What is the importance of the economic data?
• The Department of Jobs and Small Business releases a monthly Internet Vacancy Index. The index is based on a count of online job advertisements newly lodged on three main job boards (SEEK, CareerOne and Australian JobSearch) during the month. The index is the only publicly available source of detailed data for online vacancies, including around 350 occupations (at all skill levels), as well as for all states/territories and 37 regions.
What are the implications for interest rates and investors?
• With key labour market indicators softening and unemployment rates ‘stuck’ at around 6 per cent in Tasmania, Queensland, Western Australia and South Australia, the Reserve Bank appears likely to pull the interest rate lever at its June 4 meeting.
• The Reserve Bank now believes that an unemployment rate of well below 5 per cent (probably 4 per cent or lower) is needed to boost wages and stoke inflation. But Reserve Bank Governor Philip Lowe acknowledged yesterday that “The labour market has surprised on the upside over recent times, and it could do so again. While we can’t rule out this possibility, the recent flow of data makes it seem less likely.” Given that Australia needs to “do better than this” in getting unemployment and underemployment rates much lower, monetary and fiscal policy support is necessary. Of course, productivity-boosting reforms and policies which foster and encourage business spending, hiring, entrepreneurialism and innovation are necessary for a modern Australia.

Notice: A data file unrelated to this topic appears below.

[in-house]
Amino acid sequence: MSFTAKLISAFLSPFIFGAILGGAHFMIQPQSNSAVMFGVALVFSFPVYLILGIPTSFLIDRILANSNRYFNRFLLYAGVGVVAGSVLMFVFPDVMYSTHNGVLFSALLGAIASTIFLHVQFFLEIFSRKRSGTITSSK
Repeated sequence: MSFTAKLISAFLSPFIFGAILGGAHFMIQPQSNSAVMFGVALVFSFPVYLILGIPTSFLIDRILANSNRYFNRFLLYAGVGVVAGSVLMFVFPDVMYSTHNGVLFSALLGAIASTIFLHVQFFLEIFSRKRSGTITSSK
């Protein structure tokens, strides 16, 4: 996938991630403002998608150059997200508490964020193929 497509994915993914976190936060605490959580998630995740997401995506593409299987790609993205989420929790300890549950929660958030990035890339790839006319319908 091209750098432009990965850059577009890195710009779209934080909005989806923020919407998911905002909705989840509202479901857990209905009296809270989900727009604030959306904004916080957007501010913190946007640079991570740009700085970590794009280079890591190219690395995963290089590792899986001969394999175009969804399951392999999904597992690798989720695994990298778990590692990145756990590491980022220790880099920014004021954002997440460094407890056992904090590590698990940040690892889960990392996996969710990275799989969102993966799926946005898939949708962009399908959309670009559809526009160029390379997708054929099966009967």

• But it’s not all ‘doom and gloom’. Skilled job vacancies remain elevated across an array of occupations. The National Disability Insurance Scheme (NDIS) and ageing population are creating skills shortages in the health services sector. The pace of digital change is supporting employer demand for information professionals. Teachers and farmers are highly sought after in regional areas.
• CommSec expects interest rates to be cut at the Reserve Bank Board’s June and August meetings. The Reserve Bank believes that the economy can grow faster (and unemployment can fall further) without causing an inflation break-out.
Published by Ryan Felsman, Senior Economist (Author) CommSec